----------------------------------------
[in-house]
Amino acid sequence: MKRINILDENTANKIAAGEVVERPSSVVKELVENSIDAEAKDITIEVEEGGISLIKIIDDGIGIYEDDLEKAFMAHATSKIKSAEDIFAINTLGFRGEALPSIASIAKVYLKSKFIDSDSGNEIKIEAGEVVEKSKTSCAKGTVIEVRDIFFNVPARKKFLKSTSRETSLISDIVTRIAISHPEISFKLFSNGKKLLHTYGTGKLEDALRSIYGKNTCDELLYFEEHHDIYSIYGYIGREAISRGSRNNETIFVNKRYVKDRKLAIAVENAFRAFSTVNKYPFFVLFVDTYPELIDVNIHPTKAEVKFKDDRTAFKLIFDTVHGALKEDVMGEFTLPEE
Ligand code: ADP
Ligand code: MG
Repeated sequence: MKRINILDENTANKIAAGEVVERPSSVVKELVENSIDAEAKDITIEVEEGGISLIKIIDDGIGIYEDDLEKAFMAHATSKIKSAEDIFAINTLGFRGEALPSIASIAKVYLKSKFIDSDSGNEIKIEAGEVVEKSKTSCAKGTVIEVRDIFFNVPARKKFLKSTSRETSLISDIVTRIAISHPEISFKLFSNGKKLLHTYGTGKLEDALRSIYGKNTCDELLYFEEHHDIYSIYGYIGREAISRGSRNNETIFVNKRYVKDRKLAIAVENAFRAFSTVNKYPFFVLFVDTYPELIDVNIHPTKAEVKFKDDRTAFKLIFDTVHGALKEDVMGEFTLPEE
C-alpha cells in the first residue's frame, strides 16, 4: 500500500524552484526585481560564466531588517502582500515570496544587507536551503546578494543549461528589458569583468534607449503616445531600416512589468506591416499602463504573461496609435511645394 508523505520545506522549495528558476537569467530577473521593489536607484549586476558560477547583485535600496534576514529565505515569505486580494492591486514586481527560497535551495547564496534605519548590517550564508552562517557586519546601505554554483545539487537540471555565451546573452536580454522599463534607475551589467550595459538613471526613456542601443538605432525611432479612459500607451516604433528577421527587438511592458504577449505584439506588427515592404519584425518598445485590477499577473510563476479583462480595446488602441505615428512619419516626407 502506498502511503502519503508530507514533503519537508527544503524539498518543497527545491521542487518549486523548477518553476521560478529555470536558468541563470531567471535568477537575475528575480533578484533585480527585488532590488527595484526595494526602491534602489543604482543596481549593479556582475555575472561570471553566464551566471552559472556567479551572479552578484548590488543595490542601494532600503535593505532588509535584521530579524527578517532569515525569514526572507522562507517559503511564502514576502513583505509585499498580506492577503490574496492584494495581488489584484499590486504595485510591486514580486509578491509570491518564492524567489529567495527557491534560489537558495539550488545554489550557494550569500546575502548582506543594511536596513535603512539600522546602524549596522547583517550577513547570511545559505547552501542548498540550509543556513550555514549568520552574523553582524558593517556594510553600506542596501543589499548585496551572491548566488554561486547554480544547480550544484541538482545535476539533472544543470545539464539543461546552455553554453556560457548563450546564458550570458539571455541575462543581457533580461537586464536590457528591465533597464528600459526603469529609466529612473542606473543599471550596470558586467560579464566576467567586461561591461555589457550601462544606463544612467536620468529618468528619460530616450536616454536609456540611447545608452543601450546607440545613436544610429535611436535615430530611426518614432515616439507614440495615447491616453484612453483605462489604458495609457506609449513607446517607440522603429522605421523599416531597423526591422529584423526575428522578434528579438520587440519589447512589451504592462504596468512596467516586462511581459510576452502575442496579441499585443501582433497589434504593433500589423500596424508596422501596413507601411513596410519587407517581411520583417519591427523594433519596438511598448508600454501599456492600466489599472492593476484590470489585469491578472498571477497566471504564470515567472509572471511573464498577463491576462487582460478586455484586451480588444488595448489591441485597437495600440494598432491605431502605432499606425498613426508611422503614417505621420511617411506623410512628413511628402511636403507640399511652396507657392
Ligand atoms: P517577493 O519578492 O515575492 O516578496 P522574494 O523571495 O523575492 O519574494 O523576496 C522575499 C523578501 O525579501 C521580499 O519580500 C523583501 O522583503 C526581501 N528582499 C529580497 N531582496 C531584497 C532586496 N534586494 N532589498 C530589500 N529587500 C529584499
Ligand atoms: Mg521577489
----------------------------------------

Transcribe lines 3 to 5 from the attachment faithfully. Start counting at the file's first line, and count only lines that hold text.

Ligand code: ADP
Ligand code: MG
Repeated sequence: MKRINILDENTANKIAAGEVVERPSSVVKELVENSIDAEAKDITIEVEEGGISLIKIIDDGIGIYEDDLEKAFMAHATSKIKSAEDIFAINTLGFRGEALPSIASIAKVYLKSKFIDSDSGNEIKIEAGEVVEKSKTSCAKGTVIEVRDIFFNVPARKKFLKSTSRETSLISDIVTRIAISHPEISFKLFSNGKKLLHTYGTGKLEDALRSIYGKNTCDELLYFEEHHDIYSIYGYIGREAISRGSRNNETIFVNKRYVKDRKLAIAVENAFRAFSTVNKYPFFVLFVDTYPELIDVNIHPTKAEVKFKDDRTAFKLIFDTVHGALKEDVMGEFTLPEE